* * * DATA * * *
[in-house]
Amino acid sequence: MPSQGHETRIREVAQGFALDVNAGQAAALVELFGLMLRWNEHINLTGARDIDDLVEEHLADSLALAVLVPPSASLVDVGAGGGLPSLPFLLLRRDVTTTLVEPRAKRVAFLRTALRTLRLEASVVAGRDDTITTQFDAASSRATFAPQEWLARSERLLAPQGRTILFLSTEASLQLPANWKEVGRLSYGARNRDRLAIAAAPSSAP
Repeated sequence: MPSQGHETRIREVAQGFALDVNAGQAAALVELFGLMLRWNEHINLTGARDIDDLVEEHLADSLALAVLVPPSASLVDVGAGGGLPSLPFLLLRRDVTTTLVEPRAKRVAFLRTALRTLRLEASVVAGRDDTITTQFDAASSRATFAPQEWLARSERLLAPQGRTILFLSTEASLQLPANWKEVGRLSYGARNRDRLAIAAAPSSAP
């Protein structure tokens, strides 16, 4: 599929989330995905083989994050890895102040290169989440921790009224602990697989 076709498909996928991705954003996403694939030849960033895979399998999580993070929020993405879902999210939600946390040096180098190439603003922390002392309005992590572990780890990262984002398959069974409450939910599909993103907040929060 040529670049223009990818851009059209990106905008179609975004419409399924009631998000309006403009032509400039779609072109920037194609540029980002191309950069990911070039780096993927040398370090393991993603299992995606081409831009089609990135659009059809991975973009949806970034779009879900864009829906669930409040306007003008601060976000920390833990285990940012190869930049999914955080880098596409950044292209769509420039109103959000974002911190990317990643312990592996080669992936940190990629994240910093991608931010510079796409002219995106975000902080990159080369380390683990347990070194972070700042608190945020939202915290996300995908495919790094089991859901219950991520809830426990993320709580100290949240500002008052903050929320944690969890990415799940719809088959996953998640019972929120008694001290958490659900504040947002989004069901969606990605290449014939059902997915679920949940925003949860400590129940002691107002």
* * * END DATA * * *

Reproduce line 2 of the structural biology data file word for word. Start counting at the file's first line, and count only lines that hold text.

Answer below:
Amino acid sequence: MPSQGHETRIREVAQGFALDVNAGQAAALVELFGLMLRWNEHINLTGARDIDDLVEEHLADSLALAVLVPPSASLVDVGAGGGLPSLPFLLLRRDVTTTLVEPRAKRVAFLRTALRTLRLEASVVAGRDDTITTQFDAASSRATFAPQEWLARSERLLAPQGRTILFLSTEASLQLPANWKEVGRLSYGARNRDRLAIAAAPSSAP